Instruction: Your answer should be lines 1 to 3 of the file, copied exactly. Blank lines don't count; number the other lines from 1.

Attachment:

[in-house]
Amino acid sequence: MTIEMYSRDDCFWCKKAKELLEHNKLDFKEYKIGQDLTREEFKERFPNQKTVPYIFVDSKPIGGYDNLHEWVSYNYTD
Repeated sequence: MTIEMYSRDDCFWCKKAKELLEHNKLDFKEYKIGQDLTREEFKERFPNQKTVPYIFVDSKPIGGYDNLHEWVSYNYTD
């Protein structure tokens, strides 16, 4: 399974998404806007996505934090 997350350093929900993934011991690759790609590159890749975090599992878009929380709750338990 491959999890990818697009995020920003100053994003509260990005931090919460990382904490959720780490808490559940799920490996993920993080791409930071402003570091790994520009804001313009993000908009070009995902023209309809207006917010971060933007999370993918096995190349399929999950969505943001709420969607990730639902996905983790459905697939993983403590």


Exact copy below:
[in-house]
Amino acid sequence: MTIEMYSRDDCFWCKKAKELLEHNKLDFKEYKIGQDLTREEFKERFPNQKTVPYIFVDSKPIGGYDNLHEWVSYNYTD
Repeated sequence: MTIEMYSRDDCFWCKKAKELLEHNKLDFKEYKIGQDLTREEFKERFPNQKTVPYIFVDSKPIGGYDNLHEWVSYNYTD